State Budget Agreement Restores Critical Funding for Higher Education
Contact: Clara Potes-Fellow, (562) 951-4800, firstname.lastname@example.org
(August 2, 2004)—Gov. Arnold Schwarzenegger and legislative leaders have agreed to restore $40.3 million to the California State University to increase enrollment in the 2004/05 academic year, and fully fund previous allocations CSU provided for student outreach, academic preparation and educational opportunity programs.
The initial 2004/05 budget released in January called for $297 million in unfunded mandatory costs and state General Fund reductions at the CSU. The cut forced the CSU to deny access to 23,000 students, make significant cuts in student services and programs, and decrease staff and faculty.
“The higher education compact signed with the governor played a pivotal role in reaching the results we have today. It restored the state’s commitment to funding higher education even during difficult fiscal times, and set a floor for the governor and the legislators to provide additional funding to the CSU,” said CSU Chancellor Charles B. Reed. “Without the compact, which recognizes that the state is obligated to provide sufficient funding per student to provide the courses and quality student services to those students admitted, this funding recovery would have not occurred this year.”
“We want to express our sincere appreciation for the support we have received from the governor and the legislature in addressing the CSU funding priorities,” Reed said. “This funding will allow CSU to enroll an additional 7,500 students in the spring 2005 term and ensure that they receive the necessary support services to be successful at our campuses.”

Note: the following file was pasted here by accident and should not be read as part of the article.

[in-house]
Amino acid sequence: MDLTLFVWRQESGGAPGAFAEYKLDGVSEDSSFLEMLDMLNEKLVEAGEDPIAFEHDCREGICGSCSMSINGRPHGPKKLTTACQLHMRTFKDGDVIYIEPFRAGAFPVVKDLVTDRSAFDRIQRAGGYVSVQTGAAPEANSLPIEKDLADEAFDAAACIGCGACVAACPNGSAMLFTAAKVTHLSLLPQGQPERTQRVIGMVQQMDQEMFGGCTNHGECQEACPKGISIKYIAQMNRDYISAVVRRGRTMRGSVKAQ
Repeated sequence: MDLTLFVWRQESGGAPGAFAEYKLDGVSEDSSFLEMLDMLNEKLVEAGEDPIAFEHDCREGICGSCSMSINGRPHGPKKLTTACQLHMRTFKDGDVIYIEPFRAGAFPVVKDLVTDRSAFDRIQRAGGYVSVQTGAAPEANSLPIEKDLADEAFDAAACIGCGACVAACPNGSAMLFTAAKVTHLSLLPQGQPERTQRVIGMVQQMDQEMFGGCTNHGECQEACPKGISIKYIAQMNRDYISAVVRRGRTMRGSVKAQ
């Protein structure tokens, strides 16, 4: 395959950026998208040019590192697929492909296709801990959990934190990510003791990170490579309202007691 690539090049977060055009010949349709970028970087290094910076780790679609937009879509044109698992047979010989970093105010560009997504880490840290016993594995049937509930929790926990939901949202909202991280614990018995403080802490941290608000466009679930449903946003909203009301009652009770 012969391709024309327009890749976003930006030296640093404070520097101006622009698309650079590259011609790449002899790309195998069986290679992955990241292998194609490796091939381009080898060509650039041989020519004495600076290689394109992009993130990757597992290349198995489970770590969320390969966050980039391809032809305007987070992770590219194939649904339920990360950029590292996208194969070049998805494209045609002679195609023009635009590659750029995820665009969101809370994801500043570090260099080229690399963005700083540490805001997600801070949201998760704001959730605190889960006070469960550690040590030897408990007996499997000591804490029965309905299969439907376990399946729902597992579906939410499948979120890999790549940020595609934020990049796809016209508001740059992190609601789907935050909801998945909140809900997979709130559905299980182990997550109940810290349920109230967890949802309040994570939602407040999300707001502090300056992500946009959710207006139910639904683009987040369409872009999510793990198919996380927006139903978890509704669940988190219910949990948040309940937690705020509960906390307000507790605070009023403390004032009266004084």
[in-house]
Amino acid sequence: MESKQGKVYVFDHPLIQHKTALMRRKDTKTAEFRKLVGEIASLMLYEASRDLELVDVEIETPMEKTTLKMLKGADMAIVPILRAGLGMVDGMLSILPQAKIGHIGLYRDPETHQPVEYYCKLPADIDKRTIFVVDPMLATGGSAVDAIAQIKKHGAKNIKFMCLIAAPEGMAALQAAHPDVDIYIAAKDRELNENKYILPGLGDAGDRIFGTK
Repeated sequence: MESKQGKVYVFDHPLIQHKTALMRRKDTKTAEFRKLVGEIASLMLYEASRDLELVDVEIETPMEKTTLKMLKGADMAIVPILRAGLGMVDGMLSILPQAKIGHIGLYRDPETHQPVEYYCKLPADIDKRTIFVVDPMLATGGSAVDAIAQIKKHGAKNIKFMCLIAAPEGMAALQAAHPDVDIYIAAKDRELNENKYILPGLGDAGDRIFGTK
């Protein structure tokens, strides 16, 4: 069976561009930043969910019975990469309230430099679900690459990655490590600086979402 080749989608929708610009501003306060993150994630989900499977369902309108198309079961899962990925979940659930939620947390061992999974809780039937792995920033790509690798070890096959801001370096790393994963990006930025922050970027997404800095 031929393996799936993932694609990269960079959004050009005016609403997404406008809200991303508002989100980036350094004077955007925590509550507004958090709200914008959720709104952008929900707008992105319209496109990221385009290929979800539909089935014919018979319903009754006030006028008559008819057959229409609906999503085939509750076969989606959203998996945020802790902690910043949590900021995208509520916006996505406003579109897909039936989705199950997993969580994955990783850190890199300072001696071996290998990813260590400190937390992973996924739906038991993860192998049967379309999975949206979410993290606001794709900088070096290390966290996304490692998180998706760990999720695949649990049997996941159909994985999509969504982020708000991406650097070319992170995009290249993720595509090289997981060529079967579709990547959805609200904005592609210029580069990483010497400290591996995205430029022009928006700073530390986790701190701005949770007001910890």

The final CSU 2004/05 General Fund budget is $2,447,958,000. The budget passed by the legislature includes new student fee revenue of approximately $102 million. This new fee revenue is generated by a 14% fee increase for undergraduates, 20% for teacher credential students and 25% for graduate students. The $40.3 million restoration includes $33.3 million for a 1.87 percent enrollment increase (7,500 students). In addition, the CSU will receive $7 million to restore funds to academic preparation programs. This still leaves a total net cut to the CSU of roughly $157 million in unfunded costs and General Fund reductions for 2004/05, which includes the elimination of funding initially provided for counseling services to freshmen redirected to community colleges.
“We had discussed with the 23 campus presidents the possibility of receiving additional enrollment funding and have been assured by all of our campuses that we can accommodate these students in the 2004-05 academic year,” said Richard P. West, CSU executive vice chancellor and chief financial officer. “With the budget approved by the governor and the legislature, the CSU can admit eligible students who apply by the specified admissions deadlines. Most of the additional 7,500 students included in the final budget will enroll at our campuses in spring 2005.”
CSU students will also benefit from the restoration of 5,400 competitive Cal Grant awards that were reestablished as part of this budget agreement. The new budget rejects a $5.4 million reduction in competitive Cal Grant awards included in the governor’s budget proposal, and restores $22 million to the Cal Grant Program for student access at private universities.
In addition to this budget agreement, the CSU is planning to admit another 10,000 students in the 2005-06 academic year, based on the higher education compact agreement with the governor. Under the compact, the CSU also will receive an increase of 3 percent to the CSU’s state General Fund base budget to fund mandatory costs and faculty and staff compensation.
“The compact’s long-term funding will allow our campuses to plan enrollment growth consistent with our goal to restore student access to the levels called for in the Master Plan for Higher Education,” Chancellor Reed said.
The California State University is the largest system of senior higher education in the country, with 23 campuses, approximately 409,000 students and 44,000 faculty and staff. Since the system was created in 1961, it has awarded about 2 million degrees, about 77,000 annually. The CSU is renowned for the quality of its teaching and for the job-ready graduates it produces. Its mission is to provide high-quality, affordable education to meet the ever-changing needs of the people of California. With its commitment to excellence, diversity and innovation, the CSU is the university system that is working for California. See www.calstate.edu
Last Updated: August 2, 2004